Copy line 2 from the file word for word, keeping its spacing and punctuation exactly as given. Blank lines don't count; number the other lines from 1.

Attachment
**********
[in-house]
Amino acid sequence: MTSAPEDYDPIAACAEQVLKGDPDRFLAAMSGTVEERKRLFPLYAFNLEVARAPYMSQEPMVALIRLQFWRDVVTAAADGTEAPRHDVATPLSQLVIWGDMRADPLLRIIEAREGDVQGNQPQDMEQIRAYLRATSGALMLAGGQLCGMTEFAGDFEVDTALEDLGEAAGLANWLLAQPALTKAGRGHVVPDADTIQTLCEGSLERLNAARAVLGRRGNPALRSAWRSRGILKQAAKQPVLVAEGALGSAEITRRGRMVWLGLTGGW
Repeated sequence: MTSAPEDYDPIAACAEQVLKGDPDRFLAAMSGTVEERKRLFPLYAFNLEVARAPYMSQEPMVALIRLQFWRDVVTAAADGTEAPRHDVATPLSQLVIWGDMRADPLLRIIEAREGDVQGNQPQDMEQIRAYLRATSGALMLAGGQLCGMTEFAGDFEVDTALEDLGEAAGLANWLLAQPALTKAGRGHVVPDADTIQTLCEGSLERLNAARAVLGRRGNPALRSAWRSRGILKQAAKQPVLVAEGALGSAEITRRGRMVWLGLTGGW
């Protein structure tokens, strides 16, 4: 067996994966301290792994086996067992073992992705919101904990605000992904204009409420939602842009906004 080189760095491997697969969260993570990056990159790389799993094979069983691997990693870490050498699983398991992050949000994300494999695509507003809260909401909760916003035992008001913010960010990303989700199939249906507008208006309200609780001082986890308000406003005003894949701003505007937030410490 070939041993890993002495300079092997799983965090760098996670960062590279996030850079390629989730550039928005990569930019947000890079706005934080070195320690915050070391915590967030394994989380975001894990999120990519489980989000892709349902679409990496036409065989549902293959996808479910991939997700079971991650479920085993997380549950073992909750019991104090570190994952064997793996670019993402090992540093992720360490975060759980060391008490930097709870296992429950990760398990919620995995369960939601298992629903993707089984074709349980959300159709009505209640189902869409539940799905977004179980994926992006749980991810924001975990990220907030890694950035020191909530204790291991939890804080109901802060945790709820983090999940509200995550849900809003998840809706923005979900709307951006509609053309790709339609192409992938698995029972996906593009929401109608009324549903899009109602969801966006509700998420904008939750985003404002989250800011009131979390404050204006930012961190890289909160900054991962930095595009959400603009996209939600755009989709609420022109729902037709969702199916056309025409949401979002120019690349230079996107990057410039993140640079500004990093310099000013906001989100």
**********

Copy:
Amino acid sequence: MTSAPEDYDPIAACAEQVLKGDPDRFLAAMSGTVEERKRLFPLYAFNLEVARAPYMSQEPMVALIRLQFWRDVVTAAADGTEAPRHDVATPLSQLVIWGDMRADPLLRIIEAREGDVQGNQPQDMEQIRAYLRATSGALMLAGGQLCGMTEFAGDFEVDTALEDLGEAAGLANWLLAQPALTKAGRGHVVPDADTIQTLCEGSLERLNAARAVLGRRGNPALRSAWRSRGILKQAAKQPVLVAEGALGSAEITRRGRMVWLGLTGGW